Britain's banks lost a three-year legal battle yesterday to exclude overseas purchases from credit card cover for defective goods. The House of Lords ruled that customers can seek compensation against a credit card issuer if they have a valid claim against a vendor for an overseas transaction.
The case was brought by the Office of Fair Trading and was disputed by Lloyds TSB, Tesco Personal Finance and American Express. Before the original case was brought in 2004, the law was not clear but many issuers paid out on overseas purchases as a matter of goodwill.
The ruling, which covers purchases of between £100 and £30,000, could cost Britain's banks millions of pounds. In 2006, the value of overseas purchases by credit card was £9.1bn.
Apacs, which represents the British payments industry, said the big concern to card companies was that the ruling also covered contingent liability. This means that an issuer could be liable for amounts above £30,000 if, for instance, faulty equipment caught fire and caused damage to property. Apacs said that as people travel more and increasingly use credit cards to buy goods and services, banks and other issuers could be faced with claims that go way beyond the ticket price of the transaction.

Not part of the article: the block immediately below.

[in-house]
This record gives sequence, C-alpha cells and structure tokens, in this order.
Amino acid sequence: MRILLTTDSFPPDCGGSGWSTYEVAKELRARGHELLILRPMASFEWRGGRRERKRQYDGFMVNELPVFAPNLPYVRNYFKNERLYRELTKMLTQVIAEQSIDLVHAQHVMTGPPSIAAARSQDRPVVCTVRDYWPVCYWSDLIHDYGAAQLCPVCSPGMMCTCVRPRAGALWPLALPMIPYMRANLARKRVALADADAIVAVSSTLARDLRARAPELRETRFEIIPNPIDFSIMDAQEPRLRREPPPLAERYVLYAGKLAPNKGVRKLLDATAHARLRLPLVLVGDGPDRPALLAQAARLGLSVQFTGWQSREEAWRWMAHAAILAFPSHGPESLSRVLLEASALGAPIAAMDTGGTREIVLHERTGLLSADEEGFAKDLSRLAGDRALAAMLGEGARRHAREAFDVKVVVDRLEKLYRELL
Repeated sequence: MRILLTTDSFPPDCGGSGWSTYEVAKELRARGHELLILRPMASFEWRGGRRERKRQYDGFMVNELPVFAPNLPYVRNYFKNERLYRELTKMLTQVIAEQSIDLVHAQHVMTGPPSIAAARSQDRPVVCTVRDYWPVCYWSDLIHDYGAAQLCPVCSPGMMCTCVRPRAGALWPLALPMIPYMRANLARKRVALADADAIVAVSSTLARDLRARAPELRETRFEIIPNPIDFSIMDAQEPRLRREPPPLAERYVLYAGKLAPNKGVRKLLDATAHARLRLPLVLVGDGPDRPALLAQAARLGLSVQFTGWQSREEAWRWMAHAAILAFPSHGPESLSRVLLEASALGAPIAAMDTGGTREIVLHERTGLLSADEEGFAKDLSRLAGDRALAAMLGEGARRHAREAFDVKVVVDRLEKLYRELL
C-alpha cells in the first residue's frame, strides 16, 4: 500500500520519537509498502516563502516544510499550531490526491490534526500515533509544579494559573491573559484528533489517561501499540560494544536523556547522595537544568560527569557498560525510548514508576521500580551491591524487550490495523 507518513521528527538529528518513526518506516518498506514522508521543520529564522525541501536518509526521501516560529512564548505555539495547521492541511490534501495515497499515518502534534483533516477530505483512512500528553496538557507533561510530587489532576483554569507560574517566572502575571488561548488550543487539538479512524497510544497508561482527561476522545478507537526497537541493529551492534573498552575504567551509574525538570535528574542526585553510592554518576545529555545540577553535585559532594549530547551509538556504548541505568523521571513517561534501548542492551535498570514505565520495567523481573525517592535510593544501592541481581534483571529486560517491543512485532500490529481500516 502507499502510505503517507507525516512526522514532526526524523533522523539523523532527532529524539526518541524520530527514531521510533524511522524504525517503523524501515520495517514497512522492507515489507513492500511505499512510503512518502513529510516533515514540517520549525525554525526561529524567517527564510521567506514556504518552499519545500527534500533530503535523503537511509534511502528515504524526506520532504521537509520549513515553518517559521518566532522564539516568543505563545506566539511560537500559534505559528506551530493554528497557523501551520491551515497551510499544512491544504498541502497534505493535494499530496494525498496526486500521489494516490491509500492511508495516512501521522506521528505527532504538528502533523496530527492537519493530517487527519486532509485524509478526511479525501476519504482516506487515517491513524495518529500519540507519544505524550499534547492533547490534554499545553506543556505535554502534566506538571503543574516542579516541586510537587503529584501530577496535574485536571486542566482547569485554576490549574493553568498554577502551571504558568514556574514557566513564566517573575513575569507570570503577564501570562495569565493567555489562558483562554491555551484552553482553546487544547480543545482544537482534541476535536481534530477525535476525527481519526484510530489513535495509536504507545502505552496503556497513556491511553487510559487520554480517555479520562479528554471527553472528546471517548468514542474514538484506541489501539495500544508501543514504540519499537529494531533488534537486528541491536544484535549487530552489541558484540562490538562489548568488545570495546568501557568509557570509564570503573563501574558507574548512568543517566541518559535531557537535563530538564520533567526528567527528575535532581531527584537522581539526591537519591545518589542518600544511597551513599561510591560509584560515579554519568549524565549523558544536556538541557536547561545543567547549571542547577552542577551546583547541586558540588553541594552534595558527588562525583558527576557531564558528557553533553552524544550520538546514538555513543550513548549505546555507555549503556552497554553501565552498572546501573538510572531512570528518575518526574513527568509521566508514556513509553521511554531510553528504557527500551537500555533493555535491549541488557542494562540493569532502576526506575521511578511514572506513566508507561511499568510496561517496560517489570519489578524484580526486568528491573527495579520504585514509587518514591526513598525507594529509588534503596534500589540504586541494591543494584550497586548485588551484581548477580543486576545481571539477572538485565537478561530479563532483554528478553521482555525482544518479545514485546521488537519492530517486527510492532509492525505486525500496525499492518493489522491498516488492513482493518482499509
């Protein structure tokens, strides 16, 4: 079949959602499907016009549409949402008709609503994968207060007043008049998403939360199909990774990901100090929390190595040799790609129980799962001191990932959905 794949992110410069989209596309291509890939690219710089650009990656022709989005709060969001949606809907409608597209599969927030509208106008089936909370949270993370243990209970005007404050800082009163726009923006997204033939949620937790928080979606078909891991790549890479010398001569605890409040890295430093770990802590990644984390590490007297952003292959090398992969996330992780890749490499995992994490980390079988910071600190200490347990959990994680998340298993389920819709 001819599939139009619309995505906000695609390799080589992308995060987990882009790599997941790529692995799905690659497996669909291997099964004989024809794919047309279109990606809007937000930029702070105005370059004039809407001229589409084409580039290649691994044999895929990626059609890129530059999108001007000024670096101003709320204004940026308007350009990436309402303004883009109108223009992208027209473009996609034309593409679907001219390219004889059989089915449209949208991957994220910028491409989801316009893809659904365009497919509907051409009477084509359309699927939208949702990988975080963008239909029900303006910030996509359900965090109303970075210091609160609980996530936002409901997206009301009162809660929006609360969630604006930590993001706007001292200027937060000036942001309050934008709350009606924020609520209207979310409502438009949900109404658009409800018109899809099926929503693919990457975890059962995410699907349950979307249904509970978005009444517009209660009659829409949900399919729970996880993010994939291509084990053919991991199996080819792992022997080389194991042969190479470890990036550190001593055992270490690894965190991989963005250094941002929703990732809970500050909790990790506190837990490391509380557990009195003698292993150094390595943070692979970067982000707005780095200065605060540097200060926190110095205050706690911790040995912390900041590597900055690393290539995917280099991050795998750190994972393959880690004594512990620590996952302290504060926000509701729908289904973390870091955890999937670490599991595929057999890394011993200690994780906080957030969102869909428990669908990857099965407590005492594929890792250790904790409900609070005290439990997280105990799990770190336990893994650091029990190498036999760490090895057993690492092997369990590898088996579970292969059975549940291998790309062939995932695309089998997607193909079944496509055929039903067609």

Lord Hope, one of the five judges on the appeal, wrote: "The creditor is in a better position than the debtor, in a question with a foreign supplier, to obtain redress... The debtor is entitled to assume that he can trust suppliers who are authorised to accept his credit card."
The judgment, which covers Section 75 of the 1974 Consumer Credit Act, upholds a 2006 Court of Appeal ruling.
Lloyds TSB said: "We are disappointed with the decision as we have long believed that Section 75 has no validity in relation to foreign credit card transactions. However, given that the House of Lords has confirmed the Court of Appeal ruling, we will continue our policy of paying valid claims for overseas transactions."
As well as purchases made when the customer is abroad, Section 75 covers telephone, mail order and internet purchases delivered to a UK address and transactions that included face-to-face dealings with a foreign supplier but were not completed in Britain. John Fingleton, the chief executive of the OFT, said: "The application of Section 75 to overseas credit card purchases has long been uncertain, which is unsatisfactory for UK consumers."